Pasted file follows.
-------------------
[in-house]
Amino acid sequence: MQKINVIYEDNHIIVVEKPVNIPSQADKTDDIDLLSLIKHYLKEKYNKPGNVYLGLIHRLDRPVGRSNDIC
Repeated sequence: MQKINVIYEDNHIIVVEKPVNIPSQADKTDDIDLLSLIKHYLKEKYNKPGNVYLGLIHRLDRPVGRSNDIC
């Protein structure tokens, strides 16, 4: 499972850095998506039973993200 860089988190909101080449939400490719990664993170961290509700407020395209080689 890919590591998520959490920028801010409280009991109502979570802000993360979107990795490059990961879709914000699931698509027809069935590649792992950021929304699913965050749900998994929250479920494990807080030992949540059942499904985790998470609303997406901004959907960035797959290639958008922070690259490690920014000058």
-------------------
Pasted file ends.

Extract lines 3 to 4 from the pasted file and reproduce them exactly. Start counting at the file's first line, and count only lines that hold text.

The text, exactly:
Repeated sequence: MQKINVIYEDNHIIVVEKPVNIPSQADKTDDIDLLSLIKHYLKEKYNKPGNVYLGLIHRLDRPVGRSNDIC
């Protein structure tokens, strides 16, 4: 499972850095998506039973993200 860089988190909101080449939400490719990664993170961290509700407020395209080689 890919590591998520959490920028801010409280009991109502979570802000993360979107990795490059990961879709914000699931698509027809069935590649792992950021929304699913965050749900998994929250479920494990807080030992949540059942499904985790998470609303997406901004959907960035797959290639958008922070690259490690920014000058």